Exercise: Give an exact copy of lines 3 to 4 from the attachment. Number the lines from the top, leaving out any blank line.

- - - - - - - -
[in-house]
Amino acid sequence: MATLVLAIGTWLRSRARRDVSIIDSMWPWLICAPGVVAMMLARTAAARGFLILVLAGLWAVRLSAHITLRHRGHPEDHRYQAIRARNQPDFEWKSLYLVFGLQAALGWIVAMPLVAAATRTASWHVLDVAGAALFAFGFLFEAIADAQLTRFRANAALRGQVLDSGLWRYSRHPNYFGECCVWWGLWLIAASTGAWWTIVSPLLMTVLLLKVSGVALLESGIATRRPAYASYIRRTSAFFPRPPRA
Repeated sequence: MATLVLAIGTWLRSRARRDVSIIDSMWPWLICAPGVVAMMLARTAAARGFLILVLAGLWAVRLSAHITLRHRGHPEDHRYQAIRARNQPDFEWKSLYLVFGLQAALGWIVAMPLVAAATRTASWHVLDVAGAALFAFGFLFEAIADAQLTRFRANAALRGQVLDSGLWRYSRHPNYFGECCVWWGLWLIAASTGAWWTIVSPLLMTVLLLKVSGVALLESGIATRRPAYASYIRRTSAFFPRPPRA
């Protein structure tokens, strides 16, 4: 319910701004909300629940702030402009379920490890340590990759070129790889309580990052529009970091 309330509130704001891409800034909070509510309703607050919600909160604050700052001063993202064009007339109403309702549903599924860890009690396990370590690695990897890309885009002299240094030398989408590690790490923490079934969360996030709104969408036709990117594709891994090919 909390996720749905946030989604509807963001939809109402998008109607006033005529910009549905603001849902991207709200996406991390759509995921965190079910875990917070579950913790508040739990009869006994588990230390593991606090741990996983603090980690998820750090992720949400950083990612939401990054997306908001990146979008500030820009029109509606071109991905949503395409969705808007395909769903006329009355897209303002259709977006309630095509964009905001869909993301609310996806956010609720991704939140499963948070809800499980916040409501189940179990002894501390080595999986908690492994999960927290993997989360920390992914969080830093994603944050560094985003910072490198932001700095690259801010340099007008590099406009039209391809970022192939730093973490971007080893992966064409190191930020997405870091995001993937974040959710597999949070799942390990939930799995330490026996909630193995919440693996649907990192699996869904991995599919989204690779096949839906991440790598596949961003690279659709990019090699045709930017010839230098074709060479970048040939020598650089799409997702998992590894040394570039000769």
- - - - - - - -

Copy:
Repeated sequence: MATLVLAIGTWLRSRARRDVSIIDSMWPWLICAPGVVAMMLARTAAARGFLILVLAGLWAVRLSAHITLRHRGHPEDHRYQAIRARNQPDFEWKSLYLVFGLQAALGWIVAMPLVAAATRTASWHVLDVAGAALFAFGFLFEAIADAQLTRFRANAALRGQVLDSGLWRYSRHPNYFGECCVWWGLWLIAASTGAWWTIVSPLLMTVLLLKVSGVALLESGIATRRPAYASYIRRTSAFFPRPPRA
């Protein structure tokens, strides 16, 4: 319910701004909300629940702030402009379920490890340590990759070129790889309580990052529009970091 309330509130704001891409800034909070509510309703607050919600909160604050700052001063993202064009007339109403309702549903599924860890009690396990370590690695990897890309885009002299240094030398989408590690790490923490079934969360996030709104969408036709990117594709891994090919 909390996720749905946030989604509807963001939809109402998008109607006033005529910009549905603001849902991207709200996406991390759509995921965190079910875990917070579950913790508040739990009869006994588990230390593991606090741990996983603090980690998820750090992720949400950083990612939401990054997306908001990146979008500030820009029109509606071109991905949503395409969705808007395909769903006329009355897209303002259709977006309630095509964009905001869909993301609310996806956010609720991704939140499963948070809800499980916040409501189940179990002894501390080595999986908690492994999960927290993997989360920390992914969080830093994603944050560094985003910072490198932001700095690259801010340099007008590099406009039209391809970022192939730093973490971007080893992966064409190191930020997405870091995001993937974040959710597999949070799942390990939930799995330490026996909630193995919440693996649907990192699996869904991995599919989204690779096949839906991440790598596949961003690279659709990019090699045709930017010839230098074709060479970048040939020598650089799409997702998992590894040394570039000769």